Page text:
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07/29/2010

employment, Job, job application, job interview, Job Search Tips, potential employer, resume, resume writing, Staffing

Win The Job Race With The “Write” Resume!

Racing to Employment with a Good ResumeFirst impressions are everything when a human resource department has hundreds (if not thousands) of resumes to read through for each position they have available. In order to ensure that you not only grab your potential employer's eye, but stand out enough to be interviewed (and hopefully get the job as well), it is important to have not only an appealing resume, but one that is professional and adequately conveys the appropriate information. Follow each of the steps below to ensure that you win the job race!


Right out of the Gate

Visual appeal is your first chance to catch their eye and hook them into taking the time to read your resume. To accomplish this:

  • Be concise. Do not overly explain yourself.
  • Optimize the amount of information conveyed with each word you use.
  • Creative use of white space can add visual appeal and also maximize legibility.
  • Use bullet points to complement the use of white space.
  • Use a clearly printed font. Times New Roman or Arial are the most suggested fonts.
  • Size 12 font is the most appropriate. Text written in script or Wingdings with size 10 font would bring you to a screeching halt.

Rounding the First Corner

Now that the mechanics are out of the way, let’s look at the next few steps of ensuring your success with formatting your resume:

  • Include basic important information first.
  • Ensure your name is in clear, bold print - larger than any other text.
  • If you have a gender neutral name, (such as, Pat, Alex, Taylor, or Ryan) be sure to include an appropriate title (Mr. or Ms.) so there will not be any confusion.
  • Do not include irrelevant personal information, such as political affiliation or religious background.
  • Do not lie about any information. Most human resource departments conduct background checks.
  • Use keywords throughout your resume. They are usually nouns and can be extracted from the job description and relative job advertisements. Many companies now are using computer software to scan through your resume, looking for these key words. Your use of keywords will ensure your resume is even looked at by a human resource representative.

Keep up the Pace

When listing your work history:

  • Use descriptive titles to give the employer a look into the nature of your previous experiences.
  • List achievements instead of responsibilities and use actual numerical examples (“Increased annual revenue by 5% or $500,000.”) to show your prior successes.
  • Make sure that all claims are backed with experience.
  • Use previous work experiences to illustrate qualities you possess, as well as the benefits of your skill-sets. Use verbs in job skill descriptions (Quintessential Careers has a great list by skill category).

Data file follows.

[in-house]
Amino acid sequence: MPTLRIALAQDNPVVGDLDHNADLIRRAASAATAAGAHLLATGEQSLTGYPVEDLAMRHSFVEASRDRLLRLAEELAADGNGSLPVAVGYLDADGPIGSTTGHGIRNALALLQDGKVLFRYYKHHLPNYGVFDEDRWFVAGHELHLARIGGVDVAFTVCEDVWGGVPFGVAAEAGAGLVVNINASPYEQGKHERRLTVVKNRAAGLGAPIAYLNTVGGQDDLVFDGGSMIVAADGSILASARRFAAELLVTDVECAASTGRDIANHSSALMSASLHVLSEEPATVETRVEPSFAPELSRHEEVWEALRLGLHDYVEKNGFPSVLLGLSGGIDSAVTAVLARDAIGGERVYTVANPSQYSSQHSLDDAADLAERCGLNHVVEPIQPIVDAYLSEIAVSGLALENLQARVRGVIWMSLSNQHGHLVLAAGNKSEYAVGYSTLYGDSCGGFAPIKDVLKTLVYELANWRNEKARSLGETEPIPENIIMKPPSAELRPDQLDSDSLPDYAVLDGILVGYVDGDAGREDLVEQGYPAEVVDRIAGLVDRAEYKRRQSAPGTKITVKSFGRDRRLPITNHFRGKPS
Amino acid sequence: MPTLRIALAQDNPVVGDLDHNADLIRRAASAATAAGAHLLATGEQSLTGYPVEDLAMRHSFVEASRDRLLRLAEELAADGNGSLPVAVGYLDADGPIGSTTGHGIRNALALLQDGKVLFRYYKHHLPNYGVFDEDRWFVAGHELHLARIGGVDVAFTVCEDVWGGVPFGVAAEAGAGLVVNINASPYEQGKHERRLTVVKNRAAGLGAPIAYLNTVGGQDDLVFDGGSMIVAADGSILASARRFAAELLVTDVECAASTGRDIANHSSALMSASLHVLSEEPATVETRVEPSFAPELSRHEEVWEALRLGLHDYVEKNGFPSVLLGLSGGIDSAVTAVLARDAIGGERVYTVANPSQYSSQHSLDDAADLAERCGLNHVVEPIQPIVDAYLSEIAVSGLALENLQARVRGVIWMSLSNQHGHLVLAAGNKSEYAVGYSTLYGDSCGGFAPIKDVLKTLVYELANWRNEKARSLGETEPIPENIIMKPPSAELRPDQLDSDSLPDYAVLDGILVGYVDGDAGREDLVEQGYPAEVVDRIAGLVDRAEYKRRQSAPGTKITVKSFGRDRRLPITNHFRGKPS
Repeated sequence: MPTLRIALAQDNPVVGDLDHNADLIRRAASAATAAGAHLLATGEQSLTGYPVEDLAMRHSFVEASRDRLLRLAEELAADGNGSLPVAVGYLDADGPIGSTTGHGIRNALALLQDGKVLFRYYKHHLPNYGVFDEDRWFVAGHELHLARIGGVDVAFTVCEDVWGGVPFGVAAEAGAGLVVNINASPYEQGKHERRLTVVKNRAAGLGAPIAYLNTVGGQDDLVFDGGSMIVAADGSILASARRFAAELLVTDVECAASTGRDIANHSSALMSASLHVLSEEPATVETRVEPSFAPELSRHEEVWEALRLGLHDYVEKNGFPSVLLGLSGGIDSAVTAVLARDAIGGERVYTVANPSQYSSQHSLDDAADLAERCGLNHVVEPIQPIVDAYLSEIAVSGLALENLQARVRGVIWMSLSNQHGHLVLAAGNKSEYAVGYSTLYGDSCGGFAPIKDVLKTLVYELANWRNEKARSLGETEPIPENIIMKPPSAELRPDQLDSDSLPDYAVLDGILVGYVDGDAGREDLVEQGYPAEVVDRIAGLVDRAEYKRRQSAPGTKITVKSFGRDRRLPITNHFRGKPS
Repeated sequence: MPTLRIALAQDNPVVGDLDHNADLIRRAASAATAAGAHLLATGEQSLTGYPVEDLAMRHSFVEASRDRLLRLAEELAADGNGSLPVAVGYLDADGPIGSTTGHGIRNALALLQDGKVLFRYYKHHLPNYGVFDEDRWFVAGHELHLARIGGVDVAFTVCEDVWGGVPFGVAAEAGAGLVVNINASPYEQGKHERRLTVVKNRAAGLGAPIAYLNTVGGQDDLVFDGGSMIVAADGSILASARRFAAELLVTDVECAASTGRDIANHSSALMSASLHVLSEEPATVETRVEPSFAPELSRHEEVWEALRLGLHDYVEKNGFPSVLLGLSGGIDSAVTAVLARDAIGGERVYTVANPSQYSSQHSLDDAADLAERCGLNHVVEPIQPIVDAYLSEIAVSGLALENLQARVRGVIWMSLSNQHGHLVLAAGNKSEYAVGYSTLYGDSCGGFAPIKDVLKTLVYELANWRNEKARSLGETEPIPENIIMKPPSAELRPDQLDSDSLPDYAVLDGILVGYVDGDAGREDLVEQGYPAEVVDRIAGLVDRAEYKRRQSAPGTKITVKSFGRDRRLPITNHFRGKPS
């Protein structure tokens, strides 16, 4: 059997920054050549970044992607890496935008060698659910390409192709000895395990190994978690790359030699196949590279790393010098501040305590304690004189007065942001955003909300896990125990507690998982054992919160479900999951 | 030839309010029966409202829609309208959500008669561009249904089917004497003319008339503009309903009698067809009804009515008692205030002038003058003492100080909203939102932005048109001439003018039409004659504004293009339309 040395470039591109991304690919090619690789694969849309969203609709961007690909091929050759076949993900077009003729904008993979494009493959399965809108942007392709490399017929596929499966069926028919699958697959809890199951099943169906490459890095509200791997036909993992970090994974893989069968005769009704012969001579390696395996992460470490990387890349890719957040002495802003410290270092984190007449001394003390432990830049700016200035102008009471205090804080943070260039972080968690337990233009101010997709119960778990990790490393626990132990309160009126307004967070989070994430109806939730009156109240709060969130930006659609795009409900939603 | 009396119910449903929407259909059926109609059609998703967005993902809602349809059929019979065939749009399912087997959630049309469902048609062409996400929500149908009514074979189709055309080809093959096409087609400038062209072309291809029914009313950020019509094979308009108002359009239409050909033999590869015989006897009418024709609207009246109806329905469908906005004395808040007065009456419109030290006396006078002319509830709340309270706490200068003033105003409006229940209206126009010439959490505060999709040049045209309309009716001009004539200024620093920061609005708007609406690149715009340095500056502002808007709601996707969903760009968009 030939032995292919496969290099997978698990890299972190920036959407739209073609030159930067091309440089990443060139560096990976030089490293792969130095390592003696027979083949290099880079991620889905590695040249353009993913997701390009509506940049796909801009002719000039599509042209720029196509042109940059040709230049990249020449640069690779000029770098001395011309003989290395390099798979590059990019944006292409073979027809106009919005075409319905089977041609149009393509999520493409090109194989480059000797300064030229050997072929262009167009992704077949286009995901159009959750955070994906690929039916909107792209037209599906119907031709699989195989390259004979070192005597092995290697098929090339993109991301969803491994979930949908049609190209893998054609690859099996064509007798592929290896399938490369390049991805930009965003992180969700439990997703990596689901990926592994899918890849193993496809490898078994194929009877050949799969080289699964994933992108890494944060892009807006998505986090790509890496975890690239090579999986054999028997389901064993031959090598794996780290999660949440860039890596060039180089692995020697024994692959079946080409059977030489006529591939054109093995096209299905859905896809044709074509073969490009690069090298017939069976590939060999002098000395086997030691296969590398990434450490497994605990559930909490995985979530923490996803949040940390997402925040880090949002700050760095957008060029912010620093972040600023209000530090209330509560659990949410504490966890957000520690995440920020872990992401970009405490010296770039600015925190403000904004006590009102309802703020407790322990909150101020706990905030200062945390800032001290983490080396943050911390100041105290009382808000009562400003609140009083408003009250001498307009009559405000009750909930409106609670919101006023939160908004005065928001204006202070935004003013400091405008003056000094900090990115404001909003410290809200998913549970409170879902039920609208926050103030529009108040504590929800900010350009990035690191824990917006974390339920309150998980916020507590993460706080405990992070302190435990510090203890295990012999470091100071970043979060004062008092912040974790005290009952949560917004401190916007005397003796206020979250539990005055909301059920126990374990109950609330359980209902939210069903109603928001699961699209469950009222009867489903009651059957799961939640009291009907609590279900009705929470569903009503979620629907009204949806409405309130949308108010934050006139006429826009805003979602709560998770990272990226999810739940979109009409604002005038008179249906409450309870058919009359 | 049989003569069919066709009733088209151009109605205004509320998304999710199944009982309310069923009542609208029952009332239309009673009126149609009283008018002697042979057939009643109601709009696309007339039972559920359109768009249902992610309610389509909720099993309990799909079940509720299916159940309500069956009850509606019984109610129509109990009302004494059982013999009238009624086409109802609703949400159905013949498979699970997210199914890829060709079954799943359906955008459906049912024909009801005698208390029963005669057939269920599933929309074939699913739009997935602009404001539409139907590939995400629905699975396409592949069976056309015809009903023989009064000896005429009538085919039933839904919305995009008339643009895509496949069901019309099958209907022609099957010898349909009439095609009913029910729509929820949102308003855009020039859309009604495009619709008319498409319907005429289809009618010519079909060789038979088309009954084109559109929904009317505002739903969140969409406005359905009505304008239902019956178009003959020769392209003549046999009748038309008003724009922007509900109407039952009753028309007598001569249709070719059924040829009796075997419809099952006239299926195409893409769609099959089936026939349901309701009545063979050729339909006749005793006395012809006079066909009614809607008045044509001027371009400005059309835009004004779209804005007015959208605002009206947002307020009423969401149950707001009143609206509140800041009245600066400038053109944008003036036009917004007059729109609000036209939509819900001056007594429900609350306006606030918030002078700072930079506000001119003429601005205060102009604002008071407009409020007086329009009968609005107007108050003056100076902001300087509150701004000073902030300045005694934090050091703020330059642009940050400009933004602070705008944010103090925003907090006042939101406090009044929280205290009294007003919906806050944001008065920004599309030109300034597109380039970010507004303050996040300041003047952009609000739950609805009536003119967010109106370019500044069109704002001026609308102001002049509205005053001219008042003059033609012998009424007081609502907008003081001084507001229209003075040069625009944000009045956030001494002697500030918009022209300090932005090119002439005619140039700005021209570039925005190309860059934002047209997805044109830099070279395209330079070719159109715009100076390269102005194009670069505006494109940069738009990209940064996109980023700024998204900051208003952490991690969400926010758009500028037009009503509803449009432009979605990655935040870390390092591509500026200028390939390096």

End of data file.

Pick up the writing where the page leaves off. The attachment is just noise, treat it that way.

• If you worked with someone well known in your industry be sure to include their name in the work description. This should also be done if you reported to or worked directly with highly ranked executives within a company.
  • Only include the last 10-15 years of your employment history, unless you are just starting out.
  • If your work experience is lacking, be sure include relevant volunteer work, internships, or hobbies.
  • If you held multiple positions within a company, be sure to list all of them.

Coming into the Home Stretch

Put the pedal to the metal for a photo finish by:

  • Always keeping your resume updated on a regular basis. Include all new relevant information, courses, and training.
  • Tailoring your resume for each position you are applying for – highlighting the most relevant information.
  • Conveying your aspirations without directly stating or listing your professional goals.
  • Only using resume templates for ideas—not as actual templates. To get ahead, use the best ideas from multiple templates to create a unique look and feel for your resume.

Sprint to the Finish-line

Your resume should be looking strong now. Some final details to ensure your victory:

  • Take the time to proofread your resume. Check for proper use of capitalization and punctuation. Be sure that all spelling and grammatical errors are corrected. Proofread it once on the computer, once on printed paper, and once read aloud. Then, have someone else proofread it one last time.
  • Use a quality printer when using a paper resume.
  • It is best to use plain white paper, but if you decide to use a different color be sure it is soft on the eyes and does not have any distracting patterns.
  • Ensure that there are no smudges.

Now that you have a golden resume in your hands, go ahead and send it out to get noticed and land that job!

What are some tips/tricks that you have used when creating your resume that you think helped you to stand out to potential employers? Share below!

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